Concept

Thomas Chippendale

Summary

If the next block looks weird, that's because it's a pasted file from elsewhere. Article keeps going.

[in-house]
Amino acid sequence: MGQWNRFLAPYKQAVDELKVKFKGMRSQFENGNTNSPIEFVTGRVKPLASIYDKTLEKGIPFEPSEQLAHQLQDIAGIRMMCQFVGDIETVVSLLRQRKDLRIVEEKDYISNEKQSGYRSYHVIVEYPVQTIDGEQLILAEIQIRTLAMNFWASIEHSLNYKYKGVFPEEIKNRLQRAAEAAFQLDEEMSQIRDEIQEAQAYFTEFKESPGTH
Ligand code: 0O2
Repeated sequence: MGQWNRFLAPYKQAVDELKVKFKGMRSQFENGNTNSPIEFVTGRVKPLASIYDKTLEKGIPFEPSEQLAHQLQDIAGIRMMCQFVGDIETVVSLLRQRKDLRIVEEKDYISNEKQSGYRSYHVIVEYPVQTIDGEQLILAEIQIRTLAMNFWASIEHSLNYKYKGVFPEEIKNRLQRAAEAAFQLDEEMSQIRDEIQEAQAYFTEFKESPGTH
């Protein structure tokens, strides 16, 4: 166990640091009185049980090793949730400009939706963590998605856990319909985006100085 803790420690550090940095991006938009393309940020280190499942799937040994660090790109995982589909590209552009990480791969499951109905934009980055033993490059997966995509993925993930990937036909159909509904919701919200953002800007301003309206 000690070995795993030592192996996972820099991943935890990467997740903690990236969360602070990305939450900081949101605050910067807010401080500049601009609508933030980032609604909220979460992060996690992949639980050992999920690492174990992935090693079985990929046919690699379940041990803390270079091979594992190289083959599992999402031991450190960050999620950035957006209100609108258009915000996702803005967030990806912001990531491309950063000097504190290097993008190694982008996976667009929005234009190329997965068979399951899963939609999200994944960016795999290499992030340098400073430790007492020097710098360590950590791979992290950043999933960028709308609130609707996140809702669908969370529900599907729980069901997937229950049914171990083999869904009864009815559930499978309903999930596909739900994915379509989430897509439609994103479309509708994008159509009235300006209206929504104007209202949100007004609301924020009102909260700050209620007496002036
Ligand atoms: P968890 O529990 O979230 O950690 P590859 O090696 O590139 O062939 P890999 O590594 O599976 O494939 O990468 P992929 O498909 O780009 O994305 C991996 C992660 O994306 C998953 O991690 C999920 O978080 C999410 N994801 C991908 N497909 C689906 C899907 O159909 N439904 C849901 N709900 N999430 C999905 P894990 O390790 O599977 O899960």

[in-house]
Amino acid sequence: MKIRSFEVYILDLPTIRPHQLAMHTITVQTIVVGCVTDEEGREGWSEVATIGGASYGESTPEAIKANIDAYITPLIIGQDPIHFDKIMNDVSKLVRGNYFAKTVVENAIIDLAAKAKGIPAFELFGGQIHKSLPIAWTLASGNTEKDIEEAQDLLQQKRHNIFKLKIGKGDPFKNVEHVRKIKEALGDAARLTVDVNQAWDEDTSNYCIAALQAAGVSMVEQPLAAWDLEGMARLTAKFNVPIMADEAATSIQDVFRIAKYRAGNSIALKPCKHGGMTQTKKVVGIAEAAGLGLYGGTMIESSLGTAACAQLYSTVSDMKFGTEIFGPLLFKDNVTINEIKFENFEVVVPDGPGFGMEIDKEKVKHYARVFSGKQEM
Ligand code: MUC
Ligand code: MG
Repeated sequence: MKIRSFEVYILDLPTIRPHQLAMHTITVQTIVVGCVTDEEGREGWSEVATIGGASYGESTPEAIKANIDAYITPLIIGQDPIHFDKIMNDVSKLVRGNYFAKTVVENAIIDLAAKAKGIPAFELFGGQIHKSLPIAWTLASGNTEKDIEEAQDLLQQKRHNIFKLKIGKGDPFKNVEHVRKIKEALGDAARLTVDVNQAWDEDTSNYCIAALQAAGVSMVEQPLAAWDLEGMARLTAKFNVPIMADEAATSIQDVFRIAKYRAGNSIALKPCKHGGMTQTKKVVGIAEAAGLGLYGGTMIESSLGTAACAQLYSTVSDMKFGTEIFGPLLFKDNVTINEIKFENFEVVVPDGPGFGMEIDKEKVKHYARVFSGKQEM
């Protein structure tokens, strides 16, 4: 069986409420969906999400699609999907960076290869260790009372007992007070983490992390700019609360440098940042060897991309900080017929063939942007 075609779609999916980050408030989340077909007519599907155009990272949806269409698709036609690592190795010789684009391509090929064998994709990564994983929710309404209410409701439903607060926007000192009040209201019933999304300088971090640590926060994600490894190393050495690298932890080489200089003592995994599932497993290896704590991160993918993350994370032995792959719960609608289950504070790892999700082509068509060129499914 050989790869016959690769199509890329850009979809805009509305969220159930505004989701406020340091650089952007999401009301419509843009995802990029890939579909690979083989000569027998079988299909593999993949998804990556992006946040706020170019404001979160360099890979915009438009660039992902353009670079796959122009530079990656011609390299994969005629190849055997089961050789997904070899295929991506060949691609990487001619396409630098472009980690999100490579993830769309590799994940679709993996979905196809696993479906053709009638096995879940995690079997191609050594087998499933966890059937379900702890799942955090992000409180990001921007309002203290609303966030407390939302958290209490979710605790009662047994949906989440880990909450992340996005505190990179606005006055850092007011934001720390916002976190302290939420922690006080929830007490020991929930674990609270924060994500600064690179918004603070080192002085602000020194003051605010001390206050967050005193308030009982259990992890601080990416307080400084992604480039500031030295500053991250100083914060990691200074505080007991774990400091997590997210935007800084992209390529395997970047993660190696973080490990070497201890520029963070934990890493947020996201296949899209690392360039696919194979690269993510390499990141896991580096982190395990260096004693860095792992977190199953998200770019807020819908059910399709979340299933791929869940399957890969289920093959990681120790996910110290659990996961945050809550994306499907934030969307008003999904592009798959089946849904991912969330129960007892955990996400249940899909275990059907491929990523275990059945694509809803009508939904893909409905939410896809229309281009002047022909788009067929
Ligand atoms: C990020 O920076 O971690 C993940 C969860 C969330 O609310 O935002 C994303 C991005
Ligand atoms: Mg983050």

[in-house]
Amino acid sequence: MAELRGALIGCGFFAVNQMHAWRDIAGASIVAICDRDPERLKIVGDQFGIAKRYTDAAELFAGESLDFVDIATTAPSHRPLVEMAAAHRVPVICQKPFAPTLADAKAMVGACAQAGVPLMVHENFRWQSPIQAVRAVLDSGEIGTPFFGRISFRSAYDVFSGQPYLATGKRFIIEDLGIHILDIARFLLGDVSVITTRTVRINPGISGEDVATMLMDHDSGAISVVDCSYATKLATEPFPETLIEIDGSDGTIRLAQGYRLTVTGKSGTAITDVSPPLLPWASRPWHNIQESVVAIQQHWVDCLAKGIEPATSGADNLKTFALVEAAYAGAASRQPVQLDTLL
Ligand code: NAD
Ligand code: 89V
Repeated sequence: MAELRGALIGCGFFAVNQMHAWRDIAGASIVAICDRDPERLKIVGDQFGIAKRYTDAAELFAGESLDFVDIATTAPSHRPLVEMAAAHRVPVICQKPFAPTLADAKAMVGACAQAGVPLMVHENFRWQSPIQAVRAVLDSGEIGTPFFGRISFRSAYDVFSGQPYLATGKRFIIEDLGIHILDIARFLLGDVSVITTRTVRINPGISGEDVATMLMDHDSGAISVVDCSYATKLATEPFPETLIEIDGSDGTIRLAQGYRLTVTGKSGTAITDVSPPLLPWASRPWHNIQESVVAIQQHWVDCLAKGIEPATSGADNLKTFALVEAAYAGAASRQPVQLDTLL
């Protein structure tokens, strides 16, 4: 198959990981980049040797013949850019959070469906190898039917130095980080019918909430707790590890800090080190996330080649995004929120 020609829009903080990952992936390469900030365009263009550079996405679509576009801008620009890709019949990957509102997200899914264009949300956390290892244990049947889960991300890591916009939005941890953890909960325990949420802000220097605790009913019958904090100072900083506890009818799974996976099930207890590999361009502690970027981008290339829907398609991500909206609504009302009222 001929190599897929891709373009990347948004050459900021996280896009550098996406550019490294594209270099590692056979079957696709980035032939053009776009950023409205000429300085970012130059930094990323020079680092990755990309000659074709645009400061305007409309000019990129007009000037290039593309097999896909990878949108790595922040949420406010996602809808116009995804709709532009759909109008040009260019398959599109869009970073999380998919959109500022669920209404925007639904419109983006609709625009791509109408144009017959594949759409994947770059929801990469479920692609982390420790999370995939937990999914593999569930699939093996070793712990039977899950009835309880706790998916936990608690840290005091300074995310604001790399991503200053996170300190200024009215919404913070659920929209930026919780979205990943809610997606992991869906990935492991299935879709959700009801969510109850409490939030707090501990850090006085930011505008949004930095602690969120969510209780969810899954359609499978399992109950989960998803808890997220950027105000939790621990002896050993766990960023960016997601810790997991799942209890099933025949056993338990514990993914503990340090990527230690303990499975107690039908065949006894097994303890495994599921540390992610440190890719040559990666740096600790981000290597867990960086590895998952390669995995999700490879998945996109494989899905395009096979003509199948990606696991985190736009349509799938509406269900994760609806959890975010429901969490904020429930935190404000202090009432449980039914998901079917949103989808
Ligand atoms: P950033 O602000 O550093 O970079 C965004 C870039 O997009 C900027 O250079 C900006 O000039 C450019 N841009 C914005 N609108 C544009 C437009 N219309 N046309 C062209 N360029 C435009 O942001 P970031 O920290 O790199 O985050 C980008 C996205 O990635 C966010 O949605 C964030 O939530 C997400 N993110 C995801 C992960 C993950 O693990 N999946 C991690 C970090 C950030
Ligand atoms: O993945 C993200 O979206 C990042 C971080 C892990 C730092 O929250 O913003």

Thomas Chippendale (1718–1779) was a cabinet-maker in London, designing furniture in the mid-Georgian, English Rococo, and Neoclassical styles. In 1754 he published a book of his designs in a trade catalogue titled The Gentleman and Cabinet Maker's Director—the most important collection of furniture designs published in England to that point which created a mass market for furniture—upon which success he became renowned. According to the Victoria and Albert Museum, "so influential were his designs, in Britain and throughout Europe and America, that 'Chippendale' became a shorthand description for any furniture similar to his Director designs". The designs are regarded as representing the current British fashion for furniture of that period and are now reproduced globally. He was buried 16 November 1779, according to the records of St Martin-in-the-Fields, in the cemetery since built upon by the National Gallery. Chippendale furniture is much valued; a padouk cabinet that was offered
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